5. The article raises the question: “Can, ‘inherited Islam, rather than conviction in Islam born out of genuine introspection and reflection, be adequate for salvation?”

My Comment: Religion is a happenstance today. Barring a small minority of converts and some Ulema and researchers, the entire Muslim community inherit their faith. In today’s fast life, people don’t have time to post a comment even to most critical article or even to read them, where is the time to make any pedagogic study of the Qur’an?

6. The following statement is speculative: “Not doing Dawah work is a punishable act, but the punishment will be given out in the Hereafter and not in the present world.”

My Comment: Read in isolation as a definitive (muhkam) commandment, the verse 2:159 will require all Muslims to proselytize as part of their religious duty or else incur divine wrath. The statement must be understood in conjunction with other verses on the theme, notably 2:42, 72, 140, 146, 174; 3:71, 187; 5:61. The last three of these verses expressly censor the People of the Book (the Christians and Jews of the era) for concealing some part of their revelation or truth (3:71), their pledge (3:187) and their inner thoughts as they left the Prophet after holding consultations with him (5:61).

The rest implicitly related to them as well for their knowingly hiding of a part of the revelation that was vouchsafed in them (2:42, 174), hiding the evidences of a murder (2:72), and the testimony of God (2:140). Hence the verse 2:159 unquestionably relates to the People of the Book and forms a part of the debate that the Prophet had with the Jewish tribes of Medina. To interpret them as a mandatory instruction to all Muslims for all times is thus speculative and not supported by the Quran.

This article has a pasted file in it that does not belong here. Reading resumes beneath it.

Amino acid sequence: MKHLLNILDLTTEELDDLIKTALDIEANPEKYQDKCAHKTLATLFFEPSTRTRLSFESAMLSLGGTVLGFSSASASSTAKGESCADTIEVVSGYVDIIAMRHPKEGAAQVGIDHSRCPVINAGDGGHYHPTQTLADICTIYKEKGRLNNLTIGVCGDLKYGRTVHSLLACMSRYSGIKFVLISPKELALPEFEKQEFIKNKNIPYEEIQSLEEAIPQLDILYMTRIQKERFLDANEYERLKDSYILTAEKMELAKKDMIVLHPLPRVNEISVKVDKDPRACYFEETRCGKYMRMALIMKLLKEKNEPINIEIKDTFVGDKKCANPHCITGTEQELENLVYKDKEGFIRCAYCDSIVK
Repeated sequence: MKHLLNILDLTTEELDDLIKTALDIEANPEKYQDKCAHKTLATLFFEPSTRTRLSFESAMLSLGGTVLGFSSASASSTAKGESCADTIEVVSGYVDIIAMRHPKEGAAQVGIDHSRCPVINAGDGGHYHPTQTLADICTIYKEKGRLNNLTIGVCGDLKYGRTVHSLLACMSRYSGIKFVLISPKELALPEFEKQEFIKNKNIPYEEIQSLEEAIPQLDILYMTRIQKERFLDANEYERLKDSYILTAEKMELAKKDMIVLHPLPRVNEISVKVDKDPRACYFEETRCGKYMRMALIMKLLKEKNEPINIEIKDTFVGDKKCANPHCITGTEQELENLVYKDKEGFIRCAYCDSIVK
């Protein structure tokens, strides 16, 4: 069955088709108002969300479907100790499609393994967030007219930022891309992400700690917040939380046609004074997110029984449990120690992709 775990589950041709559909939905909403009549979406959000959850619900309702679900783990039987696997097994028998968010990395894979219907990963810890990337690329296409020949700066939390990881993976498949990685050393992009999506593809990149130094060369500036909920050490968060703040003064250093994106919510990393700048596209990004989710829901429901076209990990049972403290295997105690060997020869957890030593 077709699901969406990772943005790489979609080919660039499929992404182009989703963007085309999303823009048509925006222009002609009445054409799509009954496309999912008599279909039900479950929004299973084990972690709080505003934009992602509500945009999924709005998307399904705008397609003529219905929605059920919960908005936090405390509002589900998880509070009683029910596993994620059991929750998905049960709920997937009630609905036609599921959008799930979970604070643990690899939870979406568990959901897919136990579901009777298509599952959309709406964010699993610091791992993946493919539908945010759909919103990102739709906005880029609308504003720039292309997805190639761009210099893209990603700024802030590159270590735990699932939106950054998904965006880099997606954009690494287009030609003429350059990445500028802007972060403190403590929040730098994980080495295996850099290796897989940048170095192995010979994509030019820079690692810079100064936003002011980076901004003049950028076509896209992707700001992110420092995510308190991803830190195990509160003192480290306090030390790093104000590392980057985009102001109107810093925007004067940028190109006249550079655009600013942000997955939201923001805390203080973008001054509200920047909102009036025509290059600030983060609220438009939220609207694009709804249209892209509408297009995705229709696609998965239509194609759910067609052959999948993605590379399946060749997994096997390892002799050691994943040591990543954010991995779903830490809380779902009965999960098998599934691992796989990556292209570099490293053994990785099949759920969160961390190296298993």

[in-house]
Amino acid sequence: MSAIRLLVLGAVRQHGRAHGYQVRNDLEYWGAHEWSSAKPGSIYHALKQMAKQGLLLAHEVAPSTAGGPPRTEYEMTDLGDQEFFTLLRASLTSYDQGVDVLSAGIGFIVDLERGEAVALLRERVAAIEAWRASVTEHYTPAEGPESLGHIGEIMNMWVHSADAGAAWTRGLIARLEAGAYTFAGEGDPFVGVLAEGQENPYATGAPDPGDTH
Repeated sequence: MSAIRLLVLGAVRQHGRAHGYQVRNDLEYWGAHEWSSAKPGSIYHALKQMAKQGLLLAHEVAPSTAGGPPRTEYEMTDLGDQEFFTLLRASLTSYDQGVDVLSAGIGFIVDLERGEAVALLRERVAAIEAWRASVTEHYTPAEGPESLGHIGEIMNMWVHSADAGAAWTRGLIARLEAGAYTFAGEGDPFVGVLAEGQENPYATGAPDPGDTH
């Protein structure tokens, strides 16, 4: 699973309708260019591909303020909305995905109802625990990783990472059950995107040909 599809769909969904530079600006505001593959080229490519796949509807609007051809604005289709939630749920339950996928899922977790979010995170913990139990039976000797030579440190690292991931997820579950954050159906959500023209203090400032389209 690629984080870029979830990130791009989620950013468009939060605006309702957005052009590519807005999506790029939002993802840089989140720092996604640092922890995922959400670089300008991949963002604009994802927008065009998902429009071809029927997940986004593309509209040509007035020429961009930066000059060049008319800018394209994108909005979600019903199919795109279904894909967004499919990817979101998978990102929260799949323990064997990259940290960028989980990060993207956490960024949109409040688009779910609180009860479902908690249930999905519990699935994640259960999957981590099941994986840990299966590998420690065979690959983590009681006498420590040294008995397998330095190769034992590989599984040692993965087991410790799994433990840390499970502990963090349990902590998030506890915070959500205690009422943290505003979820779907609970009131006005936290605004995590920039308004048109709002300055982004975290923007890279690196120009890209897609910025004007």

7. In its concluding part, the article connects the effectiveness of ‘dawah’ with the general conduct and behaviour of the Muslims and cordial relation with the non-Muslims. The Qur’an does not however expressly ask the Muslims to go in small groups and knock at the doors of neighbouring non-Muslims or give speeches to invite people to Islam. However, purely from a democratic perspective and the inalienable right of people to sell their product even if that is an ideology – like America selling democracy to the Muslim world, albeit by force, the scholars, preachers, and televangelists of all religions have a right to convey the essentials of their religious tenets to others as much as this writer has a right to share his own understanding of his religion with all readers regardless of their religion or aversion. But any dawah work must not hurt the sentiments of people of other faiths and there must be no coercion in religion.